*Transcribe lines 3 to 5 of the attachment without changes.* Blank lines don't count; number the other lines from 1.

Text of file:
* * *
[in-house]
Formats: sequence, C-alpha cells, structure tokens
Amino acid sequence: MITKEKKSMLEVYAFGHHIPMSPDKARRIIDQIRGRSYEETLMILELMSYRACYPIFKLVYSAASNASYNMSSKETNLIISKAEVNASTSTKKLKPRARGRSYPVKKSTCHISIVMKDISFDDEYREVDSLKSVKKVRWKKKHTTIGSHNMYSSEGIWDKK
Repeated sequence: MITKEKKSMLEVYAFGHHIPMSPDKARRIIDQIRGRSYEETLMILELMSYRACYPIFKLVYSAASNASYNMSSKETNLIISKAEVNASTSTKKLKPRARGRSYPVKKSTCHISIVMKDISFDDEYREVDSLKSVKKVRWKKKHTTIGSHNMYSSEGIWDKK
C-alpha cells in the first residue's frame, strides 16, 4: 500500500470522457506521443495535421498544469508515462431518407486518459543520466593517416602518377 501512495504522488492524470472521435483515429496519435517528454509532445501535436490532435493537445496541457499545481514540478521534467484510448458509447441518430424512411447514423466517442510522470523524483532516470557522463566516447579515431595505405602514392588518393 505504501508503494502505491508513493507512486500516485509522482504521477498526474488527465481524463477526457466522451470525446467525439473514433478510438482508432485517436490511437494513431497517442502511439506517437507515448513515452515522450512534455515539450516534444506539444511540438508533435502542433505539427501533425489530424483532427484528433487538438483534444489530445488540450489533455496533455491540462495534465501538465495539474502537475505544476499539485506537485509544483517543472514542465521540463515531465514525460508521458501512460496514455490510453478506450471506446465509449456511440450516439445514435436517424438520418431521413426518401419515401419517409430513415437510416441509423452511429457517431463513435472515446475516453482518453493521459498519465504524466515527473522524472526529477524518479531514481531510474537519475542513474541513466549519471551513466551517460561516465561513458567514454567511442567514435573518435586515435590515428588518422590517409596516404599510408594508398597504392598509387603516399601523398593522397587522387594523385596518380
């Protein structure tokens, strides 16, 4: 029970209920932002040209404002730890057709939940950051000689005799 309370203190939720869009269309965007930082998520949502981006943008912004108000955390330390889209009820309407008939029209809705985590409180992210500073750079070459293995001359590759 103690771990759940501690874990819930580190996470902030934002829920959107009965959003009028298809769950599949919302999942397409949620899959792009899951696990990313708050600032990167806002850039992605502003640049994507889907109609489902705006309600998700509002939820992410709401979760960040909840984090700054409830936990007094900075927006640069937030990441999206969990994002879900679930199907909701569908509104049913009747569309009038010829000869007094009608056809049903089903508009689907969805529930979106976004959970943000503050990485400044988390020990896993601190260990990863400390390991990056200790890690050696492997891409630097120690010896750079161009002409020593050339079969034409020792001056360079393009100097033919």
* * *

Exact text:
Amino acid sequence: MITKEKKSMLEVYAFGHHIPMSPDKARRIIDQIRGRSYEETLMILELMSYRACYPIFKLVYSAASNASYNMSSKETNLIISKAEVNASTSTKKLKPRARGRSYPVKKSTCHISIVMKDISFDDEYREVDSLKSVKKVRWKKKHTTIGSHNMYSSEGIWDKK
Repeated sequence: MITKEKKSMLEVYAFGHHIPMSPDKARRIIDQIRGRSYEETLMILELMSYRACYPIFKLVYSAASNASYNMSSKETNLIISKAEVNASTSTKKLKPRARGRSYPVKKSTCHISIVMKDISFDDEYREVDSLKSVKKVRWKKKHTTIGSHNMYSSEGIWDKK
C-alpha cells in the first residue's frame, strides 16, 4: 500500500470522457506521443495535421498544469508515462431518407486518459543520466593517416602518377 501512495504522488492524470472521435483515429496519435517528454509532445501535436490532435493537445496541457499545481514540478521534467484510448458509447441518430424512411447514423466517442510522470523524483532516470557522463566516447579515431595505405602514392588518393 505504501508503494502505491508513493507512486500516485509522482504521477498526474488527465481524463477526457466522451470525446467525439473514433478510438482508432485517436490511437494513431497517442502511439506517437507515448513515452515522450512534455515539450516534444506539444511540438508533435502542433505539427501533425489530424483532427484528433487538438483534444489530445488540450489533455496533455491540462495534465501538465495539474502537475505544476499539485506537485509544483517543472514542465521540463515531465514525460508521458501512460496514455490510453478506450471506446465509449456511440450516439445514435436517424438520418431521413426518401419515401419517409430513415437510416441509423452511429457517431463513435472515446475516453482518453493521459498519465504524466515527473522524472526529477524518479531514481531510474537519475542513474541513466549519471551513466551517460561516465561513458567514454567511442567514435573518435586515435590515428588518422590517409596516404599510408594508398597504392598509387603516399601523398593522397587522387594523385596518380